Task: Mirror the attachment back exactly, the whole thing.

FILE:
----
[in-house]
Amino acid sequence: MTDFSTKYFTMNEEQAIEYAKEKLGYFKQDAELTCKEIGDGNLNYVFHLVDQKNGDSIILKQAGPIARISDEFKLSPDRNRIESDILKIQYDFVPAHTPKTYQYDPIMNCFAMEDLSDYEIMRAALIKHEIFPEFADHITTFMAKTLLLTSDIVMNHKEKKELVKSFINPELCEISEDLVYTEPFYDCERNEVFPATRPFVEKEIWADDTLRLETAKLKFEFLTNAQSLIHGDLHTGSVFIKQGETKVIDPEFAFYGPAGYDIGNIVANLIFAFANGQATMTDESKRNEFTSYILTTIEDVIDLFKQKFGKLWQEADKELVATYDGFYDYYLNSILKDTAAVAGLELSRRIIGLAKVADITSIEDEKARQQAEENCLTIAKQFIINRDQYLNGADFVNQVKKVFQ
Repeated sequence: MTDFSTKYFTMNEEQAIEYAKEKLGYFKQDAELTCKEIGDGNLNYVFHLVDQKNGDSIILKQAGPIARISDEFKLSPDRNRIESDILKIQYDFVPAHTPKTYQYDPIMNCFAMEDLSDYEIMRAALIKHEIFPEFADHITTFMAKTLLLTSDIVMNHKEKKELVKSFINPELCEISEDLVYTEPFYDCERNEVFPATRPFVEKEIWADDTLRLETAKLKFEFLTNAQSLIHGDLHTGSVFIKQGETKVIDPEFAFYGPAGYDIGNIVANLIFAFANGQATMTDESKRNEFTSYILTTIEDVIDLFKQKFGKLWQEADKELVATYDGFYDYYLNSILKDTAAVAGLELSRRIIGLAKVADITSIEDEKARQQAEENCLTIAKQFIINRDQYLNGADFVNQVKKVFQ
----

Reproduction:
[in-house]
Amino acid sequence: MTDFSTKYFTMNEEQAIEYAKEKLGYFKQDAELTCKEIGDGNLNYVFHLVDQKNGDSIILKQAGPIARISDEFKLSPDRNRIESDILKIQYDFVPAHTPKTYQYDPIMNCFAMEDLSDYEIMRAALIKHEIFPEFADHITTFMAKTLLLTSDIVMNHKEKKELVKSFINPELCEISEDLVYTEPFYDCERNEVFPATRPFVEKEIWADDTLRLETAKLKFEFLTNAQSLIHGDLHTGSVFIKQGETKVIDPEFAFYGPAGYDIGNIVANLIFAFANGQATMTDESKRNEFTSYILTTIEDVIDLFKQKFGKLWQEADKELVATYDGFYDYYLNSILKDTAAVAGLELSRRIIGLAKVADITSIEDEKARQQAEENCLTIAKQFIINRDQYLNGADFVNQVKKVFQ
Repeated sequence: MTDFSTKYFTMNEEQAIEYAKEKLGYFKQDAELTCKEIGDGNLNYVFHLVDQKNGDSIILKQAGPIARISDEFKLSPDRNRIESDILKIQYDFVPAHTPKTYQYDPIMNCFAMEDLSDYEIMRAALIKHEIFPEFADHITTFMAKTLLLTSDIVMNHKEKKELVKSFINPELCEISEDLVYTEPFYDCERNEVFPATRPFVEKEIWADDTLRLETAKLKFEFLTNAQSLIHGDLHTGSVFIKQGETKVIDPEFAFYGPAGYDIGNIVANLIFAFANGQATMTDESKRNEFTSYILTTIEDVIDLFKQKFGKLWQEADKELVATYDGFYDYYLNSILKDTAAVAGLELSRRIIGLAKVADITSIEDEKARQQAEENCLTIAKQFIINRDQYLNGADFVNQVKKVFQ